Tackling solar e-waste

Electronic technology has been transformational in the lives of many, but what happens when these devices reach the end of their useful life? In 2019, the world generated 54.6 metric tonnes of e-waste yet, only 17% was recycled – degrading the environment, harming human health and losing valuable materials such as precious metals. 

At SolarAid, we know a solar light changes everything in the flick of a switch, but what happens when the light becomes dull or stops working altogether? 

We are committed to keep working on solutions reducing E-Waste by facilitating and advocating for recycling, as well as by training repair technicians to fix faulty solar lights. By developing the capacity of local technicians to repair common solar light faults, people can continue to enjoy the benefits of clean, safe and affordable solar light even longer.

To do this, we have created a mobile repair app and repair manual to allow people in rural communities to troubleshoot problems and help more people undertake simple repairs on their solar lights. We have also developed SunnyMoney approved repair shops and provided the additional training a repair technician may need to fix a faulty light. This has included sourcing quality parts and advocating for the right to repair.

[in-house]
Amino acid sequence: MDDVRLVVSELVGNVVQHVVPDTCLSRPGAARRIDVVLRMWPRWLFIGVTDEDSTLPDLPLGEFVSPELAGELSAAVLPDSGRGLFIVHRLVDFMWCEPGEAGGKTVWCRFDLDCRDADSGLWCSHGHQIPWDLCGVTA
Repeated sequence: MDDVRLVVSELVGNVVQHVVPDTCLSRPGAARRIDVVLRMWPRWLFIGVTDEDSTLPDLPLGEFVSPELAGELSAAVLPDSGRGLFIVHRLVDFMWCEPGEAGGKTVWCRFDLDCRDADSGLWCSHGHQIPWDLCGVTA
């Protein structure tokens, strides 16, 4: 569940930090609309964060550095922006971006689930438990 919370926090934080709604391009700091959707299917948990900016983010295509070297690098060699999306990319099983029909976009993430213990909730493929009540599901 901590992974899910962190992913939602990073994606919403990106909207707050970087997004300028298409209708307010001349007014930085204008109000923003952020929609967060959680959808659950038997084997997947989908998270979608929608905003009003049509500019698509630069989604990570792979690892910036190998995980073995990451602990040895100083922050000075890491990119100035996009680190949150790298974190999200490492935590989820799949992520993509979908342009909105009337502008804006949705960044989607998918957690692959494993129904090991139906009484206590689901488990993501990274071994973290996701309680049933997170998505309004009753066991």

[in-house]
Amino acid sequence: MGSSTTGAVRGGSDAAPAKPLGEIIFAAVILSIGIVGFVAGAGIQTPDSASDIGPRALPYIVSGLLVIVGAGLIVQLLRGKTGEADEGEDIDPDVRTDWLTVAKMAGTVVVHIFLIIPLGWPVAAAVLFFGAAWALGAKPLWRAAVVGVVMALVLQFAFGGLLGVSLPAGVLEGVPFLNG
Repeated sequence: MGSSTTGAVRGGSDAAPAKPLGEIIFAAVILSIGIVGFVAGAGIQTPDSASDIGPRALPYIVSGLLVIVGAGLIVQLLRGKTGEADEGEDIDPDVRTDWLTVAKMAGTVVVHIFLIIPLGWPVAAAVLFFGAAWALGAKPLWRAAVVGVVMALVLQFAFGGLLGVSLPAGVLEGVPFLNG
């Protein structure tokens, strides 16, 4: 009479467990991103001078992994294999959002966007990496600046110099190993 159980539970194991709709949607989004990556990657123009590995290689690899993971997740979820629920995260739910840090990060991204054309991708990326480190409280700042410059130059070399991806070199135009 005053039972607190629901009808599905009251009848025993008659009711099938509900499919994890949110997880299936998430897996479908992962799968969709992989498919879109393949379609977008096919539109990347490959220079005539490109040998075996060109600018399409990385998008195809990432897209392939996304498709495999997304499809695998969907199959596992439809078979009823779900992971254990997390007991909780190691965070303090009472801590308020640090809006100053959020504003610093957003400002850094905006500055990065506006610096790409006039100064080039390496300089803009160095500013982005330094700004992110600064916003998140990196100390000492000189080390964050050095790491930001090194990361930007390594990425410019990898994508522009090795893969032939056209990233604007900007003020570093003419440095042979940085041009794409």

Ensuring our lights work for longer means fewer people choosing harmful lighting options and making sure we don’t contribute to Africa’s growing problem of e-waste. We’re ready for a repair revolution.

"SolarAid has distributed millions of solar lights across Africa as a clean, safe and renewable alternative to kerosene lamps, candles and disposable batteries. We also support the development of repair networks to extend the life of solar products and advocate for improved recycling capacity so as to keep e-waste to a minimum."
John Keane, SolarAid CEO

Taking a stand to reduce Solar E-Waste

Fred Mwale, SolarAid Zambia’s E-waste Programme Manager has been leading the "Solar Saver: Second-generation lights project" which is being rolled out by setting up repair shops and training technicians in rural areas.